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Dutch Referee Blog - Week 31 Laws of the Game Quiz 2018-2019

J

Jan ter Harmsel

Guest
#1
Week 31 Laws of the Game Quiz 2018-2019. An attacker prevents a goalkeeper from releasing the ball from his hands and his kick got blocked. The goalkeeper is frustrated and strikes the attacker in the face with his fist, using excessive force. What does the referee decide? The quiz Bezig met laden…

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#2
Good quiz Sir Jan of Dutch Referee Blog.

The foot or the ankle.

I think this is bad.
Where does the ankle stop and shin begin?
So, you can play a controlled pass with the thigh but it’s not a kick, but a shank off the shin is?

I guess that it depends if the only contexts in the new book for ”kick” are dead balls, then ot makes sense...
 

JamesL

RefChat Addict
#3
Good quiz Sir Jan of Dutch Referee Blog.

The foot or the ankle.

I think this is bad.
Where does the ankle stop and shin begin?
So, you can play a controlled pass with the thigh but it’s not a kick, but a shank off the shin is?

I guess that it depends if the only contexts in the new book for ”kick” are dead balls, then ot makes sense...
It's used for more than restarts. Example being back pass.

Had to read these questions very carefully
 

Big Cat

RefChat Addict
#4
Good quiz Sir Jan of Dutch Referee Blog.

The foot or the ankle.

I think this is bad.
Where does the ankle stop and shin begin?
So, you can play a controlled pass with the thigh but it’s not a kick, but a shank off the shin is?

I guess that it depends if the only contexts in the new book for ”kick” are dead balls, then ot makes sense...
The ball never made contact with my shin (even ankle would've been debatable), back in the day ;)
 

socal lurker

Well-Known Member
#6
You get I’m referring to the LotG. I feel playing the ball with the thigh should be treated as a ”kick”.
It's not and never has been. And it makes sense. The original evil the back pass was aimed at was the stultifying long passes back to the GK--which could only be done by the foot (well, also TIs, but that's a different provision). The close plays were more of an add on positive effect. If the thigh, why not the chest or the head, too? It's not going to change unless there is a high profile play that IFAB thinks was unfair.
 

one

RefChat Addict
#7
Sorry Mr Jan ter Harmsel, I am going to make some criticism here on the wording of the questions answers (I have to have a whinge when I don't get a perfect score :) ).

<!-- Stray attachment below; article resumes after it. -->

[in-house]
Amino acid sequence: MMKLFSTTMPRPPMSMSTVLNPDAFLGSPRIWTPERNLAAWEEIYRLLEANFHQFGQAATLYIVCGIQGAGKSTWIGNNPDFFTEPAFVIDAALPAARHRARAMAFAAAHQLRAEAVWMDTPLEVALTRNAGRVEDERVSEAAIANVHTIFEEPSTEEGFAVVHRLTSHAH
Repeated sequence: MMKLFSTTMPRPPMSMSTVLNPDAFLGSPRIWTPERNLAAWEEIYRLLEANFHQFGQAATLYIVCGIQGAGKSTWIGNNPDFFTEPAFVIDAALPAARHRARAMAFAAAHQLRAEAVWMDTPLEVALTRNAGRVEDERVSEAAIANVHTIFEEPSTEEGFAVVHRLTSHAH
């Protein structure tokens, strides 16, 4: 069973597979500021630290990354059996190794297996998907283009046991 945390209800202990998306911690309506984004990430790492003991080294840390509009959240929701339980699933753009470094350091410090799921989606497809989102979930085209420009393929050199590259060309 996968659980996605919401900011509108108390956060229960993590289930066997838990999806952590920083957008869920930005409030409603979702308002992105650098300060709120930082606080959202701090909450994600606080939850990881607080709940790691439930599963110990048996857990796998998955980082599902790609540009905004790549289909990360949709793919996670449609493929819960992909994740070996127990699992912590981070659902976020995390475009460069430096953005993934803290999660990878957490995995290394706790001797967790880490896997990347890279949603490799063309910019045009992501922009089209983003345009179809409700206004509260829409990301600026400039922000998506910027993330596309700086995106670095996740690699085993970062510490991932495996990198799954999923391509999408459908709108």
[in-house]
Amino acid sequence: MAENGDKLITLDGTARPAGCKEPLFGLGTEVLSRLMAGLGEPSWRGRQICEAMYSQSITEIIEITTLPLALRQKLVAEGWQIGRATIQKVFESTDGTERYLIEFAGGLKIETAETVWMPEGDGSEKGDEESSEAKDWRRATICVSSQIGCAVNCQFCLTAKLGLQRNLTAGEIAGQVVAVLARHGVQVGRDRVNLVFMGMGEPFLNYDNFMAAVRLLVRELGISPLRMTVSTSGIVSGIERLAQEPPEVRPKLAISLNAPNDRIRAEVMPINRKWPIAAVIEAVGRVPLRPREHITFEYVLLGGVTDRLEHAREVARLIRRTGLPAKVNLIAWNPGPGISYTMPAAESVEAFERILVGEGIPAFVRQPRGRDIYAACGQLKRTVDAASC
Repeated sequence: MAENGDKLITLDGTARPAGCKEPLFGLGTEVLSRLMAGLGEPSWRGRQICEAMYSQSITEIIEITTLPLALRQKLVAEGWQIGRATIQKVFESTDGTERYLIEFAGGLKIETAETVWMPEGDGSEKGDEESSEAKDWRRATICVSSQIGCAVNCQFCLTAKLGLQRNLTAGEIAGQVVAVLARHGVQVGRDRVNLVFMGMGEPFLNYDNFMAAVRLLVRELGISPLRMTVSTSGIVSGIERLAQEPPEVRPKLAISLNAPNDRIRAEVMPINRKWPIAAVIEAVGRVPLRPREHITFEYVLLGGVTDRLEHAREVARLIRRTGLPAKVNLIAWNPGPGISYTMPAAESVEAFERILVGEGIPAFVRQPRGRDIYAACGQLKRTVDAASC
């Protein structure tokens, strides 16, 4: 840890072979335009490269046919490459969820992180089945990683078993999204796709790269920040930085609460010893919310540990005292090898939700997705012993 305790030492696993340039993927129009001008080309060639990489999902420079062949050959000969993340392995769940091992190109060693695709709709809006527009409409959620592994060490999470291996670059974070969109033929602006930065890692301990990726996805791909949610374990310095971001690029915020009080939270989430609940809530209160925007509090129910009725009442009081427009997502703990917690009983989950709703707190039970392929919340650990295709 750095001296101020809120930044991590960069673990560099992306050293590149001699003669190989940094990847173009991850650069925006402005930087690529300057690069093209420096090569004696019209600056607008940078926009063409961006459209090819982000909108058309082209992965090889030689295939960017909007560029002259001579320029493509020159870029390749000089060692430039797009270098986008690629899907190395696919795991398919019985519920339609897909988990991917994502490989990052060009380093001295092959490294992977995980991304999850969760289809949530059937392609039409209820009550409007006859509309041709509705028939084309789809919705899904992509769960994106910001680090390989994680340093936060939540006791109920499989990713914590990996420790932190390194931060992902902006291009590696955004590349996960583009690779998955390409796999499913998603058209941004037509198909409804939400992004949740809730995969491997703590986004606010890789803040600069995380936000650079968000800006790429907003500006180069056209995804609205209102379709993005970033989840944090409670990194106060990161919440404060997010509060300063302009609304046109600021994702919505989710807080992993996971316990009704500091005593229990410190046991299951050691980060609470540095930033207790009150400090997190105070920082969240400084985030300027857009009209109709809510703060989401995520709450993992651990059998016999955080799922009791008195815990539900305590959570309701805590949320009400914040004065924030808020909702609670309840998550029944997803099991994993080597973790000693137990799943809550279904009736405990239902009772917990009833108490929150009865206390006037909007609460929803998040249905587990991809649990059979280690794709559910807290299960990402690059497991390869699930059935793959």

Q2. "The attacker is in a goal scoring position". using "the" you must be referring to the substitute. An unauthorised (extra) person on the field is not an attacker and referring to him/her as such is incorrectly misleading quizzers :)

Q5. The laws say "The ball is kicked when a player makes contact with the foot and/or the ankle". Your definition "The ball is kicked when a player makes contact with both the foot and the ankle" is incorrect. For example If I kick the ball with my toe, then by your definition I have not kicked it because it did not make contact with my ankle.
 
#8
It's not and never has been. And it makes sense. The original evil the back pass was aimed at was the stultifying long passes back to the GK--which could only be done by the foot (well, also TIs, but that's a different provision). The close plays were more of an add on positive effect. If the thigh, why not the chest or the head, too? It's not going to change unless there is a high profile play that IFAB thinks was unfair.
You can play long accurate passes with the ankle but not the thigh?

Rather highlights my point
 

socal lurker

Well-Known Member
#9
You can play long accurate passes with the ankle but not the thigh?

Rather highlights my point
My take is that they added ankle because it can be hard to tell if it was really the foot or hit higher up, and they didn’t want refs using it as a cop out. But that’s a guess.

Personally, I’d be fine getting rid of the distinctions and just saying if a teammate deliberately plays the ball the GK can’t use hands. Also gets rid of the whole trickery issue.
 
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